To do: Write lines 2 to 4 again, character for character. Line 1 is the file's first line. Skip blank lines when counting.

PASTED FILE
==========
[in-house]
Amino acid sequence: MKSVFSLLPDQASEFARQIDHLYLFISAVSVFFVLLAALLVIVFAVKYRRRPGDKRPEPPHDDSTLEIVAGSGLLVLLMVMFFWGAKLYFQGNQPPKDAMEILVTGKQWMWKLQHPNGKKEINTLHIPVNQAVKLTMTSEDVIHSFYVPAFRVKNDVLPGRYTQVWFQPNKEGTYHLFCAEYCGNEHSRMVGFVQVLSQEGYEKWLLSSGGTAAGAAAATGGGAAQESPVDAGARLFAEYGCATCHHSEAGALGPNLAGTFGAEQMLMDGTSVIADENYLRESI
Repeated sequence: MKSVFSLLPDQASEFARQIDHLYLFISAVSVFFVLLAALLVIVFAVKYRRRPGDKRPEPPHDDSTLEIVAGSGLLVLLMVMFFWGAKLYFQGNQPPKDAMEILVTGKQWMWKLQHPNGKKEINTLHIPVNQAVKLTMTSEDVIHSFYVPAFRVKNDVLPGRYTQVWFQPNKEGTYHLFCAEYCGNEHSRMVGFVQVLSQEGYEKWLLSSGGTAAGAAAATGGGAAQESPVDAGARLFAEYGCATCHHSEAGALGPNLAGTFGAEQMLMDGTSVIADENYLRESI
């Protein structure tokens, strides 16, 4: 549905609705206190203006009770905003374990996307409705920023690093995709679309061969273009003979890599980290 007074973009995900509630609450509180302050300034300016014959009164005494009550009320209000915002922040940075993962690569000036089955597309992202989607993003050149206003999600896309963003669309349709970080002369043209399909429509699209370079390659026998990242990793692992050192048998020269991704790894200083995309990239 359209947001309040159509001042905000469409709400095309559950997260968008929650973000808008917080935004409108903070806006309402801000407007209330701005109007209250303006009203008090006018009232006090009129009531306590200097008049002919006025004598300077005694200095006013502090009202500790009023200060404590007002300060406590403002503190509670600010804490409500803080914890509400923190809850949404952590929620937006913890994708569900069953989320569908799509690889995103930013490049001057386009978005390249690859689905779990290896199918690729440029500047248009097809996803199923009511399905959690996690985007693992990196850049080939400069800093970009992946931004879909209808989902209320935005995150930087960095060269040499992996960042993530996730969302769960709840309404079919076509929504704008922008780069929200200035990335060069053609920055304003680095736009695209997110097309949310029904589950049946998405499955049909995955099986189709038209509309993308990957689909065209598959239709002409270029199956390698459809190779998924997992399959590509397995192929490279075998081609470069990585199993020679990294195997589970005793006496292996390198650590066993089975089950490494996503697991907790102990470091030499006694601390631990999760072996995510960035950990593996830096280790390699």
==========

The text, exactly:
Amino acid sequence: MKSVFSLLPDQASEFARQIDHLYLFISAVSVFFVLLAALLVIVFAVKYRRRPGDKRPEPPHDDSTLEIVAGSGLLVLLMVMFFWGAKLYFQGNQPPKDAMEILVTGKQWMWKLQHPNGKKEINTLHIPVNQAVKLTMTSEDVIHSFYVPAFRVKNDVLPGRYTQVWFQPNKEGTYHLFCAEYCGNEHSRMVGFVQVLSQEGYEKWLLSSGGTAAGAAAATGGGAAQESPVDAGARLFAEYGCATCHHSEAGALGPNLAGTFGAEQMLMDGTSVIADENYLRESI
Repeated sequence: MKSVFSLLPDQASEFARQIDHLYLFISAVSVFFVLLAALLVIVFAVKYRRRPGDKRPEPPHDDSTLEIVAGSGLLVLLMVMFFWGAKLYFQGNQPPKDAMEILVTGKQWMWKLQHPNGKKEINTLHIPVNQAVKLTMTSEDVIHSFYVPAFRVKNDVLPGRYTQVWFQPNKEGTYHLFCAEYCGNEHSRMVGFVQVLSQEGYEKWLLSSGGTAAGAAAATGGGAAQESPVDAGARLFAEYGCATCHHSEAGALGPNLAGTFGAEQMLMDGTSVIADENYLRESI
């Protein structure tokens, strides 16, 4: 549905609705206190203006009770905003374990996307409705920023690093995709679309061969273009003979890599980290 007074973009995900509630609450509180302050300034300016014959009164005494009550009320209000915002922040940075993962690569000036089955597309992202989607993003050149206003999600896309963003669309349709970080002369043209399909429509699209370079390659026998990242990793692992050192048998020269991704790894200083995309990239 359209947001309040159509001042905000469409709400095309559950997260968008929650973000808008917080935004409108903070806006309402801000407007209330701005109007209250303006009203008090006018009232006090009129009531306590200097008049002919006025004598300077005694200095006013502090009202500790009023200060404590007002300060406590403002503190509670600010804490409500803080914890509400923190809850949404952590929620937006913890994708569900069953989320569908799509690889995103930013490049001057386009978005390249690859689905779990290896199918690729440029500047248009097809996803199923009511399905959690996690985007693992990196850049080939400069800093970009992946931004879909209808989902209320935005995150930087960095060269040499992996960042993530996730969302769960709840309404079919076509929504704008922008780069929200200035990335060069053609920055304003680095736009695209997110097309949310029904589950049946998405499955049909995955099986189709038209509309993308990957689909065209598959239709002409270029199956390698459809190779998924997992399959590509397995192929490279075998081609470069990585199993020679990294195997589970005793006496292996390198650590066993089975089950490494996503697991907790102990470091030499006694601390631990999760072996995510960035950990593996830096280790390699």